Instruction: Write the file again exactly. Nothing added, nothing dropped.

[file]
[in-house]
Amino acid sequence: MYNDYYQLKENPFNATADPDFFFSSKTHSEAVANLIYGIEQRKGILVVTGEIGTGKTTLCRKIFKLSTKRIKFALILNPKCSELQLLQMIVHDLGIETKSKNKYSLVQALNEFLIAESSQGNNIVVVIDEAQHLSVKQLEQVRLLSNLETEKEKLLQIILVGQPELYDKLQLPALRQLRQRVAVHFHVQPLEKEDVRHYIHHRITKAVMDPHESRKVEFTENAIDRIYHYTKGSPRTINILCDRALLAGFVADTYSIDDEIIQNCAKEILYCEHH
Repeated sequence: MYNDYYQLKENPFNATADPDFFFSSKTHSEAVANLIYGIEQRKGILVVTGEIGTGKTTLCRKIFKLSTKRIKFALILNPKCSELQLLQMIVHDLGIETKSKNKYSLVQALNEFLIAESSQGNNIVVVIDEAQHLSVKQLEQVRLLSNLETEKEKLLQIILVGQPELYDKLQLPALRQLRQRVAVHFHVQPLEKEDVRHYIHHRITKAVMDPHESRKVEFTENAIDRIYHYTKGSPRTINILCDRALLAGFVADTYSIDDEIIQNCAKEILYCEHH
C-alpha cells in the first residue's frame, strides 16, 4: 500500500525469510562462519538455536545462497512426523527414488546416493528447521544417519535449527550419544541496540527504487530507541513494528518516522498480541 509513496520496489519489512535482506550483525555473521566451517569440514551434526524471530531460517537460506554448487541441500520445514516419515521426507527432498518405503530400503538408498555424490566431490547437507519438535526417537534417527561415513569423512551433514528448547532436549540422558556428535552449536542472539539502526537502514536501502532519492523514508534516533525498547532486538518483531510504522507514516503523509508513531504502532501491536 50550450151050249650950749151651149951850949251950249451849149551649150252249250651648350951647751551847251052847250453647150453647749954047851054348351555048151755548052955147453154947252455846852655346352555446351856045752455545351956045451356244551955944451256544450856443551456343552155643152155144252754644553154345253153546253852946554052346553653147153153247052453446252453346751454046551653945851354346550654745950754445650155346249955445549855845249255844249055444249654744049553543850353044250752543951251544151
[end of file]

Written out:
[in-house]
Amino acid sequence: MYNDYYQLKENPFNATADPDFFFSSKTHSEAVANLIYGIEQRKGILVVTGEIGTGKTTLCRKIFKLSTKRIKFALILNPKCSELQLLQMIVHDLGIETKSKNKYSLVQALNEFLIAESSQGNNIVVVIDEAQHLSVKQLEQVRLLSNLETEKEKLLQIILVGQPELYDKLQLPALRQLRQRVAVHFHVQPLEKEDVRHYIHHRITKAVMDPHESRKVEFTENAIDRIYHYTKGSPRTINILCDRALLAGFVADTYSIDDEIIQNCAKEILYCEHH
Repeated sequence: MYNDYYQLKENPFNATADPDFFFSSKTHSEAVANLIYGIEQRKGILVVTGEIGTGKTTLCRKIFKLSTKRIKFALILNPKCSELQLLQMIVHDLGIETKSKNKYSLVQALNEFLIAESSQGNNIVVVIDEAQHLSVKQLEQVRLLSNLETEKEKLLQIILVGQPELYDKLQLPALRQLRQRVAVHFHVQPLEKEDVRHYIHHRITKAVMDPHESRKVEFTENAIDRIYHYTKGSPRTINILCDRALLAGFVADTYSIDDEIIQNCAKEILYCEHH
C-alpha cells in the first residue's frame, strides 16, 4: 500500500525469510562462519538455536545462497512426523527414488546416493528447521544417519535449527550419544541496540527504487530507541513494528518516522498480541 509513496520496489519489512535482506550483525555473521566451517569440514551434526524471530531460517537460506554448487541441500520445514516419515521426507527432498518405503530400503538408498555424490566431490547437507519438535526417537534417527561415513569423512551433514528448547532436549540422558556428535552449536542472539539502526537502514536501502532519492523514508534516533525498547532486538518483531510504522507514516503523509508513531504502532501491536 50550450151050249650950749151651149951850949251950249451849149551649150252249250651648350951647751551847251052847250453647150453647749954047851054348351555048151755548052955147453154947252455846852655346352555446351856045752455545351956045451356244551955944451256544450856443551456343552155643152155144252754644553154345253153546253852946554052346553653147153153247052453446252453346751454046551653945851354346550654745950754445650155346249955445549855845249255844249055444249654744049553543850353044250752543951251544151